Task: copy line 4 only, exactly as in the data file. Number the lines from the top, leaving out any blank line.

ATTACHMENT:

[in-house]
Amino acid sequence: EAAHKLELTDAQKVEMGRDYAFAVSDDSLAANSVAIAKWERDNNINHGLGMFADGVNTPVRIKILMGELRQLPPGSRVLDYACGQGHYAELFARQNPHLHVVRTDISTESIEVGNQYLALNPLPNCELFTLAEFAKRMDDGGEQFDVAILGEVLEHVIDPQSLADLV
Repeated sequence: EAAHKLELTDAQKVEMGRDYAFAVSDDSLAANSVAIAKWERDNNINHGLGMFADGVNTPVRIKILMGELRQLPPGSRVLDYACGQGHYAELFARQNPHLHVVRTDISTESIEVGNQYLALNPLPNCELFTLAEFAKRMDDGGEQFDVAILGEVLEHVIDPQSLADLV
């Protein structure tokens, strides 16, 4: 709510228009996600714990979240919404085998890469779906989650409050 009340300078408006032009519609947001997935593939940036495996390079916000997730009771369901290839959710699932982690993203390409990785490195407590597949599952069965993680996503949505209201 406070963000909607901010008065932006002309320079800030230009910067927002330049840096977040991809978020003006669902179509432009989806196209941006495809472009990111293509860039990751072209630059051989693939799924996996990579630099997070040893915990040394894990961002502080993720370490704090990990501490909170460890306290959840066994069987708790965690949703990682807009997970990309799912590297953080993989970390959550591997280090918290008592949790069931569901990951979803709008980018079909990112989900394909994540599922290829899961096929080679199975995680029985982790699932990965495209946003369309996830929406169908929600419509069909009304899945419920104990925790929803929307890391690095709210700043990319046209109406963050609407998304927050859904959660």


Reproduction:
């Protein structure tokens, strides 16, 4: 709510228009996600714990979240919404085998890469779906989650409050 009340300078408006032009519609947001997935593939940036495996390079916000997730009771369901290839959710699932982690993203390409990785490195407590597949599952069965993680996503949505209201 406070963000909607901010008065932006002309320079800030230009910067927002330049840096977040991809978020003006669902179509432009989806196209941006495809472009990111293509860039990751072209630059051989693939799924996996990579630099997070040893915990040394894990961002502080993720370490704090990990501490909170460890306290959840066994069987708790965690949703990682807009997970990309799912590297953080993989970390959550591997280090918290008592949790069931569901990951979803709008980018079909990112989900394909994540599922290829899961096929080679199975995680029985982790699932990965495209946003369309996830929406169908929600419509069909009304899945419920104990925790929803929307890391690095709210700043990319046209109406963050609407998304927050859904959660």